Here is my “weakly hashed” password file – Feel free to try to crack it

When it comes to security, there is a lot of dogmatic beliefs out there. For instance, some guy recommended that I hash my passwords thousands of times. This was due to that if my hashing algorithm took one second to execute, a Rainbow/Dictionary attack brute forcing my passwords, for then to perform a lookup towards the hash values of my password file, would simply not work. These are considered “best practice” in our industry, and you can find entire sections at StackOverflow.Com arguing for this approach. In fact, there are even multiple libraries written for this sole purpose.

There are two problems with that approach. Both problems arises from the fact of that Phosphorus Five is implemented in C#. This implies that what’s a “slow hashing function” in C#, can easily be “lubricated” in assembly or C to become blistering fast! The second problem is that each iteration of hashing would require some heap memory, making the garbage collector kick in every n times a user tries to login – Rendering the system for all practical concerns USELESS!

So instead of relying upon “best practices” in regards to this problem, I asked myself what IS the problem. Well, the problem is that if an adversary gains physical access to your password file for some reasons, he can gain access to your passwords. The first time we “fixed” this problem, we fixed it by hashing our passwords, for then to never store our passwords in plain text. Then some jerk came around and figured he could use a Rainbow attack to brute force your password file. This works in such a way that he generates the hash value for every possible combination of characters that could in theory be used as a password. Generating every single hash value, for every single possible combination of characters in the alphabet up to 8 characters in length, requires surprisingly small amount of time, and can actually be done in seconds, with very few resources. Then he could simply take an existing hashed password, find its instance in his “Rainbow database”, and such find your password.

So we started salting our passwords, with a “per user” salt, to make sure even if an adversary manages to crack one of the passwords in your file, he still won’t be able to do a lookup for multiple occurrences in your password file, having the same hash value. In addition, we started “slow hashing”. Slow hashing implies that we hash thousands of times, resulting in that generating the hash for a single password combination, takes at least one second. Implying that creating this “dictionary” of pre-hashed values would require too much CPU time to be of practical usage. First of all, this implies adding a LOT of CPU overhead to your application. Secondly, what is “slow” for your server, is easily within the reach of a teenager with $10,000 to rent a server farm for some few hours, and some small amounts of C/Assembly knowledge. What is slow for your server and C#, is basically peanuts for a million servers running Assembly code. An organisation such as the NSA, CIA or the FSB (**PUN!**) could eat through your “slow hashing” in milliseconds, without even noticing a “blip” on their server farm’s CPU usage …!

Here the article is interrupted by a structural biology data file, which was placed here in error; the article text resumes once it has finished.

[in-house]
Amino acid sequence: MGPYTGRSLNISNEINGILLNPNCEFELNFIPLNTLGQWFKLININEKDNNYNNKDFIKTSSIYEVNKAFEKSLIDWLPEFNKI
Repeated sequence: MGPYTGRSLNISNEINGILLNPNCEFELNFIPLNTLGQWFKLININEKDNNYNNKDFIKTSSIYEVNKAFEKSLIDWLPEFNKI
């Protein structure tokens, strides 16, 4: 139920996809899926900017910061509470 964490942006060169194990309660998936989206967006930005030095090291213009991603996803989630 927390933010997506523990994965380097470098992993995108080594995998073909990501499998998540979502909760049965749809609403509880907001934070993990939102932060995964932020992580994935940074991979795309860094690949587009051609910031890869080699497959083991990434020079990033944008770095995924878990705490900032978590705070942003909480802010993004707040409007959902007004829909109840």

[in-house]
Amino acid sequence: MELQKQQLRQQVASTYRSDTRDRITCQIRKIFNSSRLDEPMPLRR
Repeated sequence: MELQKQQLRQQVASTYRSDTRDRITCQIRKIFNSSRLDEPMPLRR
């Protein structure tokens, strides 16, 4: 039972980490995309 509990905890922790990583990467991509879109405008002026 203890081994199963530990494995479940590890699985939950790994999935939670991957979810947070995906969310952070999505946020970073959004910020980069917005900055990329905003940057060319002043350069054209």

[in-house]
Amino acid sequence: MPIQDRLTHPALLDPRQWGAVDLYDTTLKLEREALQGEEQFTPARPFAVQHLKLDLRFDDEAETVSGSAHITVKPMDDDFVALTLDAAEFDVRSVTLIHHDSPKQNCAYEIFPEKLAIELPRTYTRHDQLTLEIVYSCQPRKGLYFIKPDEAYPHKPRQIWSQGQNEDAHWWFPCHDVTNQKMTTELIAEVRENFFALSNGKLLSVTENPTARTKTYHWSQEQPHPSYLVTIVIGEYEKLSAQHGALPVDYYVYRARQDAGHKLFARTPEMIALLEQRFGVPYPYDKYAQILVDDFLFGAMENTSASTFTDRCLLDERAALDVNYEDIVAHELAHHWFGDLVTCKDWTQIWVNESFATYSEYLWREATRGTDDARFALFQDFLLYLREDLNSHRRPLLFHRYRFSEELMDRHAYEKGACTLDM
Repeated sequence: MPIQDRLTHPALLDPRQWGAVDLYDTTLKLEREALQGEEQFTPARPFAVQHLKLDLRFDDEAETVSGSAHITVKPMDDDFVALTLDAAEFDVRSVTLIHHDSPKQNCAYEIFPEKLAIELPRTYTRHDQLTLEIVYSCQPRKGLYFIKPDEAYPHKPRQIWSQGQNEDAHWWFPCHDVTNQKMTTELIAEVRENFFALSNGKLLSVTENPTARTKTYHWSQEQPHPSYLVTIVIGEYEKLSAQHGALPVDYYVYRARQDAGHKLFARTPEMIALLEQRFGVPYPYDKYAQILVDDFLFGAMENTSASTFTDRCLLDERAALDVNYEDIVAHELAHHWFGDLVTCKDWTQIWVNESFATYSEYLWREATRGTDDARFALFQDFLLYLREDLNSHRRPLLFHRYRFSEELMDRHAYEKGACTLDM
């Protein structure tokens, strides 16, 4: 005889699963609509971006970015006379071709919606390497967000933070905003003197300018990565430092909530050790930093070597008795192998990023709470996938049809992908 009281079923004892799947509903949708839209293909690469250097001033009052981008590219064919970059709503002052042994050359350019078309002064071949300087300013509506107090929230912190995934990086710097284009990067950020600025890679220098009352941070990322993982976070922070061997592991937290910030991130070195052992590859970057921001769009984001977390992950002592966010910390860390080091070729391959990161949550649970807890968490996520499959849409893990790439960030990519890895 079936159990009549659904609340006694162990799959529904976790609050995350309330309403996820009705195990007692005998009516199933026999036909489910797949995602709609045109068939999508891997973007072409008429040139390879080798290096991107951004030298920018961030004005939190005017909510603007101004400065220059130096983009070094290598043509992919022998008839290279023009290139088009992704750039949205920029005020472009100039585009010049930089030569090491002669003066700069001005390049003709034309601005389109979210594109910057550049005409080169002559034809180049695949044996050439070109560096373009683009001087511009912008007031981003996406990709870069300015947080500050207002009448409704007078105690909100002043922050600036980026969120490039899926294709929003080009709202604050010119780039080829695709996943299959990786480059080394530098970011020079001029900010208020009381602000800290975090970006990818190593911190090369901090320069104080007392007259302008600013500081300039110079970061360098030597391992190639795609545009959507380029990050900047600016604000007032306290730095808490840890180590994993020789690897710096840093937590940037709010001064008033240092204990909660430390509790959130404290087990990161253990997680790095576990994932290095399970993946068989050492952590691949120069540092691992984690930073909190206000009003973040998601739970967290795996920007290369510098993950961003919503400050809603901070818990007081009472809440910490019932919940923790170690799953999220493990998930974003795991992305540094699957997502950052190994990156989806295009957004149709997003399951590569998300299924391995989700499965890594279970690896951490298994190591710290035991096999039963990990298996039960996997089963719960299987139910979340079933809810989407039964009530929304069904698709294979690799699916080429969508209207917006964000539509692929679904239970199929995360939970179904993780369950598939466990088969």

So you must assume that the FSB basically knows all of your password. Because this has been “industry best practices” for a decade or so, and hence “all” developers have chosen this path – Including yours … 😉

So I figured that the “best practices” in these regards were arguably broken, and effectively useless. So instead of doing a “slow hash”, I decided to rip up the problem by its roots, and instead storing the password file encrypted. Just to prove hos secure this is, I challenge my readers to figure out my password. Here is my password file …

Content-Type: multipart/encrypted; boundary="=-LLyo/DkZazvC4JmU6M3Qag==";

Content-Type: application/pgp-encrypted
Content-Disposition: attachment
Content-Transfer-Encoding: 7bit

Version: 1

Content-Type: application/octet-stream
Content-Disposition: attachment




Now try to figure out my password … 😉

Good Luck!

This of course implies that you can literally store your password file, as I have done above, as plain text on your blog. Which of course makes it much easier to create backups of your password file, in addition to providing much better security than “slow hashing”.

Due to that “slow hashing” have been our industry’s “best practices” for a long time, an estimated guess would be that 99% of all web apps in this world have password implementations, that could easily be hacked by a teenager, with $10,000 to rent a server farm, and some above average C/ASM knowledge, in a couple of hours …

If that makes your paranoid, I happen to know the solution to your problem 😀


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